1. The plaintiff in this suit seeks to establish his title in and to obtain possession of an eight anna share in certain lands described in the schedule to the plaint. The plaintiff purchased the 8 anna maliki right on this land in 1268 B.S. The land in suit was then in the possession of one Kasi Nath Napit and he executed a kabuliat in favour of the plaintiff in Phalgun 1268. After the death of Kasinath Jadu Napit his nephew succeeded to his rights in this land and on 17th of Baisak 1296 he sold the land to the defendant. The plaintiff now seeks to eject the defendant from the land on the ground that Jadu Napit had no transferable interest in the same and that the defendant is a trespasser.
2. The Minis if awarded the plaintiff a decree, granting him joint possession with the defendant, but on appeal this decision was reversed and the suit dismissed and the plaintiff, therefore, has lodged this second appeal. It is admitted before us that Kasi Nath was a raiyat of the village and the land in suit was apparently originally let to him for horticultural purposes. It appears, therefore, (and this is not disputed in this Court) that in deciding the question of title to this land, the provisions of Act VIII of 1885 will apply.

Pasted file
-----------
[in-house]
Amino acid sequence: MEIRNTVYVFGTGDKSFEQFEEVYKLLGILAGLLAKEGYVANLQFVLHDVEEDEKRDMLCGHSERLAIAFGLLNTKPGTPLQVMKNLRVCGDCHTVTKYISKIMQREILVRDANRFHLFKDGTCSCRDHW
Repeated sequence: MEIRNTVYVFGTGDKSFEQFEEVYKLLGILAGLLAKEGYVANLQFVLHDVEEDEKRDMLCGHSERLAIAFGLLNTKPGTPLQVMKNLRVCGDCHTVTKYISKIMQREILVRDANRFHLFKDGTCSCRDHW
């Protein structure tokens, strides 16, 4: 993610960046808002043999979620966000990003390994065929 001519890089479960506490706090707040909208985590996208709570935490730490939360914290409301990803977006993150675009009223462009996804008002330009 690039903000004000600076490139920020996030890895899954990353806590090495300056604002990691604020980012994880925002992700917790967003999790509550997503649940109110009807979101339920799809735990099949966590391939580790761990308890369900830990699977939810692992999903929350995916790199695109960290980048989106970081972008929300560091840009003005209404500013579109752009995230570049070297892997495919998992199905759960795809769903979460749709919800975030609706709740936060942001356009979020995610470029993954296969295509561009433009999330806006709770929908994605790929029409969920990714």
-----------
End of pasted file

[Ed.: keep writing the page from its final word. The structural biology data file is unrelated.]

3. The original tenant of the land, Kasi Nath was a raiyat. From the pleadings it cannot be said that he was a raiyat at fixed rates, as according to the plaintiff his tenancy under the plaintiff began in 1268 and according to the defendant's own case it commenced in 1213. It would, therefore, appear that he was an occupancy raiyat.
4. He or his successor could, therefore, only transfer their rights in the land if it were proved that there was a custom or usage of making such transfers. No such custom or usage is proved and, therefore, the defendant by his purchase, unless it were made with the consent of the landlords, apparently obtained no title.
5. If the case rested here, we think that the plaintiff would be entitled to a decree. But it appears that the defendant has been in possession of the land in suit since the year 1296; that he has been accepted as a tenant by the plaintiff's co-sharer; and it is alleged that the plaintiff has accepted rent from the defendant for the lands in suit though in the name of the old tenant. It is further contended before us that the lower Court has found that the plaintiff accepted the defendant as a tenant, and that we are bound to accept that finding of fact. To this contention we cannot agree. In the first place, there is no definite finding of fact on this point, and in the second place the question is not, one of fact but of law. We accept the fact found by the lower Court that rents were received from the defendant in the name of the old tenant; but the question of the correct inference to be drawn from that finding is not one of fact but of law.